How is a Federal Reserve Bank president selected?
The process for selecting a Federal Reserve Bank president is set forth in the Federal Reserve Act. Subject to the approval of the Federal Reserve Board of Governors, the president is appointed by the Reserve Bank's Class B and C directors (those directors who are not affiliated with a supervised entity).
To conduct the search, the Reserve Bank's board of directors forms a search committee composed of Class B and C directors. That committee hires a search firm to help identify a broad, diverse, highly qualified candidate pool. The committee considers a large nationwide pool of candidates, both within and outside the Federal Reserve System, who meet the position's qualifications. The Banks seek candidates who can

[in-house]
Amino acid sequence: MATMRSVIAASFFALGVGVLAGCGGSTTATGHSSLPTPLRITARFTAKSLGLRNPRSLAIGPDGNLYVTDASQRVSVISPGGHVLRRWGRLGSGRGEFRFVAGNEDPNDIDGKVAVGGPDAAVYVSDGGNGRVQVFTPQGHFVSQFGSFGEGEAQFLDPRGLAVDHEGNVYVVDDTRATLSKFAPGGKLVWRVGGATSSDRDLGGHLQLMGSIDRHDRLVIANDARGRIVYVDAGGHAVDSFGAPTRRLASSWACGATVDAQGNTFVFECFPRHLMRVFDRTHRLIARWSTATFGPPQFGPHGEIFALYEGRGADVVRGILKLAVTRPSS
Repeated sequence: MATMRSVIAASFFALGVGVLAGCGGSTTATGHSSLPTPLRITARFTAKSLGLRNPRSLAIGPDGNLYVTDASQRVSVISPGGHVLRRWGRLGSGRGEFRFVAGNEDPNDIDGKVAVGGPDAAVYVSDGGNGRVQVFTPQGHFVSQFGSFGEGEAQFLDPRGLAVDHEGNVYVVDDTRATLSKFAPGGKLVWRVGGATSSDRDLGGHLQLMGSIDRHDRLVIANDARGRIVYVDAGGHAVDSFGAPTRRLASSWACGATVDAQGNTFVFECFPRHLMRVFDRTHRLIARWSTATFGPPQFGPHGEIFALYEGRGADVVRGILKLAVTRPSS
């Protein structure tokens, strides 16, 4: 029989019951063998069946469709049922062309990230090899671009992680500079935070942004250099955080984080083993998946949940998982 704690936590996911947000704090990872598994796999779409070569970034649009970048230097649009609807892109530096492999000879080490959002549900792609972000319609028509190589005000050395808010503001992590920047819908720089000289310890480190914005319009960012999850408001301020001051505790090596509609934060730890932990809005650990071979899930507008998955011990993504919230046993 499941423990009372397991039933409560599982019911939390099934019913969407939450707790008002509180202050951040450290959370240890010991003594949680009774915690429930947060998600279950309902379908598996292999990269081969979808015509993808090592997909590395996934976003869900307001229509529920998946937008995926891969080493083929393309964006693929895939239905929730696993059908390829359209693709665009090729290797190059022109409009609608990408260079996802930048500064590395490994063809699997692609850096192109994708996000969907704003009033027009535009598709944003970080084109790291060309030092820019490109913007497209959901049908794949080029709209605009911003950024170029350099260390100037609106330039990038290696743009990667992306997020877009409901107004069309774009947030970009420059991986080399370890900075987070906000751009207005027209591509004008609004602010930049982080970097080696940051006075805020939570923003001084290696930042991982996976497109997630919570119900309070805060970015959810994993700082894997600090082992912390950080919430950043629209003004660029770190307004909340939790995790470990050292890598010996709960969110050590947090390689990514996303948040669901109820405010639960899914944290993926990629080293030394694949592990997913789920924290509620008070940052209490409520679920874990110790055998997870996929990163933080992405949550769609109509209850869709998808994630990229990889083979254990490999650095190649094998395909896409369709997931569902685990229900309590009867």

- guide the focus of the Bank's economic research and gather economic intelligence through interactions with the Bank's board of directors and other business and community contacts,
- provide keen insights to Federal Open Market Committee policy discussions,
- communicate clearly about monetary policy,
- be a strong chief executive officer of the Bank,
- ensure the Bank maintains an effective system of bank supervision by faithfully carrying out its delegated authority from the Board of Governors, and
- make strong personal contributions to matters requiring collective System action or direction.
The chair of the Board of Governors' Committee on Federal Reserve Bank Affairs meets regularly with the search committee chair throughout the search process regarding the candidate pool, with a particular focus on ensuring it is broad and diverse. The search committee interviews a range of potential candidates and forwards to the Board of Governors a list of finalist candidates, all of whom are interviewed by the governors.
The Bank's Class B and C directors then formally appoint a candidate, subject to the approval of the Board of Governors.